Comment 5 of 5, added on January 1st, 2016 at 10:21 AM.
Comment 4 of 5, added on October 15th, 2015 at 10:14 PM.
Mq4b2U Thanks again for the article.Really looking forward to read more.
Comment 3 of 5, added on September 3rd, 2015 at 3:56 PM.
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Comment 2 of 5, added on July 19th, 2014 at 3:59 AM.
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to read more. Really Cool.
Comment 1 of 5, added on October 31st, 2005 at 1:08 PM.
There are many meanings in here, just like most of Dickinson's poetry. A
basic paraphrase would be that a person depends on himself and his morals
to give him strength in a society where no one else believes in the same
things. A group of people and each individual in it are held up by these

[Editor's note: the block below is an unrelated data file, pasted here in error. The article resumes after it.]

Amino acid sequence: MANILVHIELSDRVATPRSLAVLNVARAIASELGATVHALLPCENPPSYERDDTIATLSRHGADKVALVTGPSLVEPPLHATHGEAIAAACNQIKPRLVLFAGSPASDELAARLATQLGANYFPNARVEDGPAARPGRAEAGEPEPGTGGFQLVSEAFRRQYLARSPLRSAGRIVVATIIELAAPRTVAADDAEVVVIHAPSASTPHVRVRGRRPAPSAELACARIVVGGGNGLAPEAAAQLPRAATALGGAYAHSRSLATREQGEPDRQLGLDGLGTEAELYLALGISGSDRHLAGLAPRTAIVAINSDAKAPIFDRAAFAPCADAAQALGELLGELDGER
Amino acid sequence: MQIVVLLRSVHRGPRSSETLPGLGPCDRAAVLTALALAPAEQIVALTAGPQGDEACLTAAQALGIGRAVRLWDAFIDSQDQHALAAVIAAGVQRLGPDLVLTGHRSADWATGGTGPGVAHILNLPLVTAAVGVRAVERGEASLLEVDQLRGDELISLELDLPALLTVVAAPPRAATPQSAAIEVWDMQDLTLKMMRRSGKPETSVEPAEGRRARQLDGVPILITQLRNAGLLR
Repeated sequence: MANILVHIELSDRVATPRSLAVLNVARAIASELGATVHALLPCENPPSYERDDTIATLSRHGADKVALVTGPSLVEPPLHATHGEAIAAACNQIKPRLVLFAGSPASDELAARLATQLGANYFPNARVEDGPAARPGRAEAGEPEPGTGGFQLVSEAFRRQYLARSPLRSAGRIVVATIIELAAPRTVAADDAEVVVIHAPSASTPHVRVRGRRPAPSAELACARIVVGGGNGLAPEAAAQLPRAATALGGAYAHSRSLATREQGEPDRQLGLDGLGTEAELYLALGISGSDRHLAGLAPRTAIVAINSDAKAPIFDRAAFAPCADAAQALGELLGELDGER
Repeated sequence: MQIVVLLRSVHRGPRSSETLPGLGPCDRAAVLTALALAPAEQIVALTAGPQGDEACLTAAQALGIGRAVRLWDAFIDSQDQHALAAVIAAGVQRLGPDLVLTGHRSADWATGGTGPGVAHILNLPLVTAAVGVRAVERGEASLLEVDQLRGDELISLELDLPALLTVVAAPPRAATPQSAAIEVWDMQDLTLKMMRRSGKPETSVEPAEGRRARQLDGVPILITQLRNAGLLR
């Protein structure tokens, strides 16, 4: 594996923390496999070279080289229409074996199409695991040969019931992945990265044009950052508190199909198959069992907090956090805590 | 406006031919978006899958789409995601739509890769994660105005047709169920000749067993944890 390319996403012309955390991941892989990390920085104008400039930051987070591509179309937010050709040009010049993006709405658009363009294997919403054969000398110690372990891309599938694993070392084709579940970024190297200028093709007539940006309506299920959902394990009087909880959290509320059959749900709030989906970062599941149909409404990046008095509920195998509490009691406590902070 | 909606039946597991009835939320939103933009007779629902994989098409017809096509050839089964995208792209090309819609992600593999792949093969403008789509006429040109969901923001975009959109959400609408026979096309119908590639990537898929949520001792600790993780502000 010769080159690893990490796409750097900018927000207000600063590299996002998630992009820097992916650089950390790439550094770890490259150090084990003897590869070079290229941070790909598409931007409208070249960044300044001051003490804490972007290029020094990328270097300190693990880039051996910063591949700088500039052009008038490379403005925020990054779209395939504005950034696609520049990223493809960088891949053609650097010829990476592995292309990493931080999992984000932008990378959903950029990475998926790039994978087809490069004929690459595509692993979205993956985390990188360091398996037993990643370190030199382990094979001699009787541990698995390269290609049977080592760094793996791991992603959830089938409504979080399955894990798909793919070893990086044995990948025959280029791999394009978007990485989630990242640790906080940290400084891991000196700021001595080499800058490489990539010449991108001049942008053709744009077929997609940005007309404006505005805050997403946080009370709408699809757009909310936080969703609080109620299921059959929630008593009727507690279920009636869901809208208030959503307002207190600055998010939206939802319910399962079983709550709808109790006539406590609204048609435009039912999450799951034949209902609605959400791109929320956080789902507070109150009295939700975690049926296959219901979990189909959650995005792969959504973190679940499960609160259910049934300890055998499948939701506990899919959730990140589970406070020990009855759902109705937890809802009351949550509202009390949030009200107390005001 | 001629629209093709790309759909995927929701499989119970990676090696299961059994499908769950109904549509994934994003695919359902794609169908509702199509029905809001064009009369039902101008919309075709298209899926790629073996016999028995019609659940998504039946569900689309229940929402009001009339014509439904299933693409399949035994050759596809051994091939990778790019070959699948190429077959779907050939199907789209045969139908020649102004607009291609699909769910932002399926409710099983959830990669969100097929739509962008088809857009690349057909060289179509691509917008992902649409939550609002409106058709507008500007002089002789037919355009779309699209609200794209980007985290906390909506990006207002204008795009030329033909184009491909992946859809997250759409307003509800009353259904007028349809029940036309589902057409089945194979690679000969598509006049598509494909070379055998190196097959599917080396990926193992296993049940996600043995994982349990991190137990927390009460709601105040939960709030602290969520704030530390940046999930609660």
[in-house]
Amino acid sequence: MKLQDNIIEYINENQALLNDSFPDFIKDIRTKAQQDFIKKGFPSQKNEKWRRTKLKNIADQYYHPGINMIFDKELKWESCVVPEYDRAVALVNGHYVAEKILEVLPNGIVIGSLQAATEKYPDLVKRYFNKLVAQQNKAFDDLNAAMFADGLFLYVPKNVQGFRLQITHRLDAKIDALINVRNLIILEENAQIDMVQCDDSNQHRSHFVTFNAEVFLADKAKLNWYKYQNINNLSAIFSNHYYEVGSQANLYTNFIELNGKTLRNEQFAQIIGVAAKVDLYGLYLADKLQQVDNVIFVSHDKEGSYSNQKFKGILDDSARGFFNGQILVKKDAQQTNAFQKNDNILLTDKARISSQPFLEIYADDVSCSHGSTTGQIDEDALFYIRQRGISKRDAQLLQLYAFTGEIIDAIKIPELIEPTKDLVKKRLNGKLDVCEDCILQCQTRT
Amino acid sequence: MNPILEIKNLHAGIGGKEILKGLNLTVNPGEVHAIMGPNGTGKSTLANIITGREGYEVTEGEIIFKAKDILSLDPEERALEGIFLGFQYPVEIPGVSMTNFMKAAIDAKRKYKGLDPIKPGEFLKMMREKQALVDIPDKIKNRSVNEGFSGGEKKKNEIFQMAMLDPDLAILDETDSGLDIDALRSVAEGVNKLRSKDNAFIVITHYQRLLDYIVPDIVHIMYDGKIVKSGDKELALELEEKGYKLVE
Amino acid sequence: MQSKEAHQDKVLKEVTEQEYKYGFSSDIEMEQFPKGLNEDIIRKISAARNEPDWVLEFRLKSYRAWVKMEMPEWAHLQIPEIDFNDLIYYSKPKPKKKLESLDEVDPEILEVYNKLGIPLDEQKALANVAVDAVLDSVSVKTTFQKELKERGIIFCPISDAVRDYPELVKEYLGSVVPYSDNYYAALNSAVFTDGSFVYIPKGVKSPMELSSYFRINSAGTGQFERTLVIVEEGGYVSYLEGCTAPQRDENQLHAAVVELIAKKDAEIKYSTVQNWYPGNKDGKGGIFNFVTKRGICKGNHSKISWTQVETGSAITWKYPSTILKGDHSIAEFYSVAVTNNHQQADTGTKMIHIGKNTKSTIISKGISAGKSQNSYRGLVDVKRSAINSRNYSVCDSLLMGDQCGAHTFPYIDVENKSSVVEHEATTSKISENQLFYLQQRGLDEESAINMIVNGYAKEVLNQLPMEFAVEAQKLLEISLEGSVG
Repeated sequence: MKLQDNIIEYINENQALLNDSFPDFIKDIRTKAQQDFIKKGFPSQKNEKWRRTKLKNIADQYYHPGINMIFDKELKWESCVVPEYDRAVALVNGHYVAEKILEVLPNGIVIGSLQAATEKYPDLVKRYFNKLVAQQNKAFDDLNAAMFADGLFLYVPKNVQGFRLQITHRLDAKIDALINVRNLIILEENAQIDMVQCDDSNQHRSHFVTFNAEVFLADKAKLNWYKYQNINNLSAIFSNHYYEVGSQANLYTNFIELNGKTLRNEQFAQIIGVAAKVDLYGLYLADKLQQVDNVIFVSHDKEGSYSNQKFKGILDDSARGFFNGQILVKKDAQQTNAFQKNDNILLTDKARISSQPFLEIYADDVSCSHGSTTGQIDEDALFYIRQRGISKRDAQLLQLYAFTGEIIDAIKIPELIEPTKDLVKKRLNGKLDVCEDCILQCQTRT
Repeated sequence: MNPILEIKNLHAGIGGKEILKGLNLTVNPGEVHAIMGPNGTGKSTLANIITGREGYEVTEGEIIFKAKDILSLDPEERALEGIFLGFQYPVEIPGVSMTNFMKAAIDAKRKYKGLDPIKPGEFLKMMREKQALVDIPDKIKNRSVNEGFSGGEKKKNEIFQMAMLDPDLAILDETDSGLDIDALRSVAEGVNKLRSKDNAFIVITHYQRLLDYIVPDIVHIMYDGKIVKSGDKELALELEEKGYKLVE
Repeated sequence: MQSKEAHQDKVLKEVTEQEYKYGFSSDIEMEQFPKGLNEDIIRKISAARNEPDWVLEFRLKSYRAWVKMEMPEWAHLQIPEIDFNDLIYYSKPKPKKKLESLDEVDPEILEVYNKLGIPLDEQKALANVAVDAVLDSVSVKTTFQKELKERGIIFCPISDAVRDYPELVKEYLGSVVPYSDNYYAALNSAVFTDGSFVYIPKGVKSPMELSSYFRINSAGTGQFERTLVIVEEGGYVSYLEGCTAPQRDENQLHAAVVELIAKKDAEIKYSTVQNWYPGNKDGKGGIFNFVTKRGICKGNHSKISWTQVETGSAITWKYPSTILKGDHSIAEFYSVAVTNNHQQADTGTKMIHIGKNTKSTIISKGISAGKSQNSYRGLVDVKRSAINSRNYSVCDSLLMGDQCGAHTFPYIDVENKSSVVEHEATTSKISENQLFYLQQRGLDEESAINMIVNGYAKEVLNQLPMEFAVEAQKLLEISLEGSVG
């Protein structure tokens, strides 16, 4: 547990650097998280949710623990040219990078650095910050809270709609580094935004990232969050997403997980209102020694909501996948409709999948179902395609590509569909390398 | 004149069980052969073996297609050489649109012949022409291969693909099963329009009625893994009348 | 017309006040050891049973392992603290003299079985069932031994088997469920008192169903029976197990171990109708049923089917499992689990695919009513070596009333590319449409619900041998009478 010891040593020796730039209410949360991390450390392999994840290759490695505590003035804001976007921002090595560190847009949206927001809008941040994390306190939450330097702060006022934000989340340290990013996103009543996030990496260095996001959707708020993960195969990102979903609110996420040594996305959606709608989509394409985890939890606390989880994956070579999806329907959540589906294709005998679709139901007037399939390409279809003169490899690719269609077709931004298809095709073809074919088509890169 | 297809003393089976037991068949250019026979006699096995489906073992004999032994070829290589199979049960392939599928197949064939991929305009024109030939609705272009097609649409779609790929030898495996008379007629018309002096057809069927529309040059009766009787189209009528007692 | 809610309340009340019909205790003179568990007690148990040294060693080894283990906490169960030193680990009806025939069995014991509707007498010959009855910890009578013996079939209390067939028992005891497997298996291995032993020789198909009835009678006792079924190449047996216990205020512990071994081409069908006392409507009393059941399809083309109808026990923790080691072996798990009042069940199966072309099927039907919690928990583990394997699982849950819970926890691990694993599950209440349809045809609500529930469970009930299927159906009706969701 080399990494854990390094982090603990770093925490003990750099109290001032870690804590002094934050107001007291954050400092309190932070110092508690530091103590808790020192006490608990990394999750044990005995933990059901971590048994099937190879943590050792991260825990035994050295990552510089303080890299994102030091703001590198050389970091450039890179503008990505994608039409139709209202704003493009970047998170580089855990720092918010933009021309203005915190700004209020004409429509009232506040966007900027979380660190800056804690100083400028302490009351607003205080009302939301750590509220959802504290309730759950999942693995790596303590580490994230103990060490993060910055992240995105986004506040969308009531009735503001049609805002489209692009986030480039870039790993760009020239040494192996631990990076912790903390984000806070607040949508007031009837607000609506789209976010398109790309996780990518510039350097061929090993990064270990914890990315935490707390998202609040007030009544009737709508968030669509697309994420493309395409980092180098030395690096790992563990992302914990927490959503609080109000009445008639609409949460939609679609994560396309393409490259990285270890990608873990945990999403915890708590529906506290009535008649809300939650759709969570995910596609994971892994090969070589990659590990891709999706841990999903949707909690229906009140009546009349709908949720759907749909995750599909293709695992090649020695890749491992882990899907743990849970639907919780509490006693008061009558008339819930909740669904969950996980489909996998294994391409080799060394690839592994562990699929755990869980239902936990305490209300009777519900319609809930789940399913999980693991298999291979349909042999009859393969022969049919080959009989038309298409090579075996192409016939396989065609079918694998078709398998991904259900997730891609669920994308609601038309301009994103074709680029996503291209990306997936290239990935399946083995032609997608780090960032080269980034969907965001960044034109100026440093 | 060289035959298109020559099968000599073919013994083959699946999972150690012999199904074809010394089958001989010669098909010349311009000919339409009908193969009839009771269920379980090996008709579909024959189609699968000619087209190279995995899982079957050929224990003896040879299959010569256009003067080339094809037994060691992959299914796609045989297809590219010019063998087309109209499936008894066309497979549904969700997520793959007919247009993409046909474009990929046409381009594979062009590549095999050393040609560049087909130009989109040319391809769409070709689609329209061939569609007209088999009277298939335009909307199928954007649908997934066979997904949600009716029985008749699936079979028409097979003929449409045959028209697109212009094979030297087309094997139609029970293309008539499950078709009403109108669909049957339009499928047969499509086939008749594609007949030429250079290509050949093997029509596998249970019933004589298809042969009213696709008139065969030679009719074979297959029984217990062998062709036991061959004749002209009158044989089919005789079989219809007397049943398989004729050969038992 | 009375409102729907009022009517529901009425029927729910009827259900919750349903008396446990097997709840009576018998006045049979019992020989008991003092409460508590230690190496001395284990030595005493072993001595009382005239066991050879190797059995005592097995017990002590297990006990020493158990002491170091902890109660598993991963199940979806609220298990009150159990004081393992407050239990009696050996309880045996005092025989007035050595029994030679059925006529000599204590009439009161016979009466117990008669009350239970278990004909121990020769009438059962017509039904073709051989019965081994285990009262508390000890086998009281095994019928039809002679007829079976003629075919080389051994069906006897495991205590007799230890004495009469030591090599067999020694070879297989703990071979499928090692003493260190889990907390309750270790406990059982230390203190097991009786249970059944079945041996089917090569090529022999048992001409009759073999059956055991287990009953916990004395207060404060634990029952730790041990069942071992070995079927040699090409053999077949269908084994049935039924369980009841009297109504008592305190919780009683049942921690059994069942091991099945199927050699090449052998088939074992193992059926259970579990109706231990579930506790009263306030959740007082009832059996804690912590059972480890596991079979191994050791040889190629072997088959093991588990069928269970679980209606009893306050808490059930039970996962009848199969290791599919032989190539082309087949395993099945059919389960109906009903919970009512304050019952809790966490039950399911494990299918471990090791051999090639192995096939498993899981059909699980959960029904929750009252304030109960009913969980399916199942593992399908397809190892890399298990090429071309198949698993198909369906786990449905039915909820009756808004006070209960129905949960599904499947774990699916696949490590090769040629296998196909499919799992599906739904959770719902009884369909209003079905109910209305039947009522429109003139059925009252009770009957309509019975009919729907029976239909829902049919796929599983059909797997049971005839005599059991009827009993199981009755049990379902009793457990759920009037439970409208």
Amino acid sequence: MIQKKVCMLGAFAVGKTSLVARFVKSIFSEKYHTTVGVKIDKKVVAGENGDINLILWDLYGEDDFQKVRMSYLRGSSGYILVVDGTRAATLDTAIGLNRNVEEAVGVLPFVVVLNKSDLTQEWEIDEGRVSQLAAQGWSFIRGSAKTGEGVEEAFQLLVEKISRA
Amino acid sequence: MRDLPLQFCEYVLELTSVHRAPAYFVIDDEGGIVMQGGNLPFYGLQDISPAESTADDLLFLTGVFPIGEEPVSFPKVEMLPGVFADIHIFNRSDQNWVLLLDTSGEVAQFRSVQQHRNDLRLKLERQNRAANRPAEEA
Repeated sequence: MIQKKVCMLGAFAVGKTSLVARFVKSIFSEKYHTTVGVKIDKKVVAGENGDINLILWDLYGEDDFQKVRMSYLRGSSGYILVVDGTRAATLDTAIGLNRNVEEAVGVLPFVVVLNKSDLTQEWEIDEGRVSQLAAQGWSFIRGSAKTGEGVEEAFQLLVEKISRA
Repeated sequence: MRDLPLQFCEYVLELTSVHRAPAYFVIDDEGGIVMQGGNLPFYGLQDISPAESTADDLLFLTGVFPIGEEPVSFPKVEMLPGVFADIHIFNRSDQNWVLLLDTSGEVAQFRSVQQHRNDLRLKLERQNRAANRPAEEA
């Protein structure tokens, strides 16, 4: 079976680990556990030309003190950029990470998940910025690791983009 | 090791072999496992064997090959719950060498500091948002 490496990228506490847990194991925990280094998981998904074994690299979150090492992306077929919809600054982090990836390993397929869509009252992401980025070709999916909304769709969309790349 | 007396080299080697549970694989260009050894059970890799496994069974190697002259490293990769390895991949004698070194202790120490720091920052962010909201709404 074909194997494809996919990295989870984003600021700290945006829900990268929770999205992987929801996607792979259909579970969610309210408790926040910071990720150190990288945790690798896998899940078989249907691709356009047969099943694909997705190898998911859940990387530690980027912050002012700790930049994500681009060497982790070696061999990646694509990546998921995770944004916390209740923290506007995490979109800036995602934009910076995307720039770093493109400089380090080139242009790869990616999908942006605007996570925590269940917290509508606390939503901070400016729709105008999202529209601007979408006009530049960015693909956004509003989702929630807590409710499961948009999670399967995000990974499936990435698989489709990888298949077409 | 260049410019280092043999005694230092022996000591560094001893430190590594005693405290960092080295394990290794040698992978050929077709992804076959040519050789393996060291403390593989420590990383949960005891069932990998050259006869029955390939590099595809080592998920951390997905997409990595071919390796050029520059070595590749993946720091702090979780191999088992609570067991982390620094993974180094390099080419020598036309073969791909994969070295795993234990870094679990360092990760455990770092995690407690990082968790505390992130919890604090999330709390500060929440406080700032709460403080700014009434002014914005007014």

beliefs, which also prove useful in facing the almighty religious system.
Other thoughts on the poem are that the subject is the reliance on the
self, from roots, "granitic base", to groups, "rely/in Tumult". But there
is always the fact that the poem can be taken to describe just one person
or a large group, as large as the entire Chruch association. Dickinson's
use of puns, such as "Rely", and dashes contribute to these possibilities.
I would like to add only a few more thoughts, that "Self" sounds an awful
lot like "shelf" but I do not know what that would mean for the poem, maybe
that a shelf holds important items that people want to show off, like a
person's strong convictions? Also, "extremity" can be an appendage, which
is a part of the self that a person depends on. The line "Though none be on
our side" suggests that the speaker or speaker's group is a minority in
their situation, so the "Suffice Us" could be the speaker asking to be
sufficed, or saying that this minority's convictions are good enough for
all of the things mentioned in the last stanza.
Jessie from United States